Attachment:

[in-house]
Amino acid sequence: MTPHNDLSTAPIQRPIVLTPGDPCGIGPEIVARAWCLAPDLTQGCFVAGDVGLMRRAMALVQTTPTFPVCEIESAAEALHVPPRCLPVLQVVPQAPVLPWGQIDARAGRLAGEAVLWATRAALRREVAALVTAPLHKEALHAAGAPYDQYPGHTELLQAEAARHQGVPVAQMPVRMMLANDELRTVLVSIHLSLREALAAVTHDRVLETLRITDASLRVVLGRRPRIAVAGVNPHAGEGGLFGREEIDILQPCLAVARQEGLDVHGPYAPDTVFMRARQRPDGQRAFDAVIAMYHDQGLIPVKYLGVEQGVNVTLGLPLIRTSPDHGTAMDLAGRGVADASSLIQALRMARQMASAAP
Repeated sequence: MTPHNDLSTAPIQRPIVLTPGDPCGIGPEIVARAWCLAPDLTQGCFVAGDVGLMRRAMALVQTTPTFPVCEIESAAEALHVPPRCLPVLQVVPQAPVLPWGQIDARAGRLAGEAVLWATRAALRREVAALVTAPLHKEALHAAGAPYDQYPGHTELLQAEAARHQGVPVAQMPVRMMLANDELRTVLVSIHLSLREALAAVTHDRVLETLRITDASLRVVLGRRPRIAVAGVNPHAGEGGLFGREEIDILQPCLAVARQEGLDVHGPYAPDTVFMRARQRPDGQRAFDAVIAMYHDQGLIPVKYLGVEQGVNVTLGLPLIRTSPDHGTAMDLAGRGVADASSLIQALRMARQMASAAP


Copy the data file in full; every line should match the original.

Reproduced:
[in-house]
Amino acid sequence: MTPHNDLSTAPIQRPIVLTPGDPCGIGPEIVARAWCLAPDLTQGCFVAGDVGLMRRAMALVQTTPTFPVCEIESAAEALHVPPRCLPVLQVVPQAPVLPWGQIDARAGRLAGEAVLWATRAALRREVAALVTAPLHKEALHAAGAPYDQYPGHTELLQAEAARHQGVPVAQMPVRMMLANDELRTVLVSIHLSLREALAAVTHDRVLETLRITDASLRVVLGRRPRIAVAGVNPHAGEGGLFGREEIDILQPCLAVARQEGLDVHGPYAPDTVFMRARQRPDGQRAFDAVIAMYHDQGLIPVKYLGVEQGVNVTLGLPLIRTSPDHGTAMDLAGRGVADASSLIQALRMARQMASAAP
Repeated sequence: MTPHNDLSTAPIQRPIVLTPGDPCGIGPEIVARAWCLAPDLTQGCFVAGDVGLMRRAMALVQTTPTFPVCEIESAAEALHVPPRCLPVLQVVPQAPVLPWGQIDARAGRLAGEAVLWATRAALRREVAALVTAPLHKEALHAAGAPYDQYPGHTELLQAEAARHQGVPVAQMPVRMMLANDELRTVLVSIHLSLREALAAVTHDRVLETLRITDASLRVVLGRRPRIAVAGVNPHAGEGGLFGREEIDILQPCLAVARQEGLDVHGPYAPDTVFMRARQRPDGQRAFDAVIAMYHDQGLIPVKYLGVEQGVNVTLGLPLIRTSPDHGTAMDLAGRGVADASSLIQALRMARQMASAAP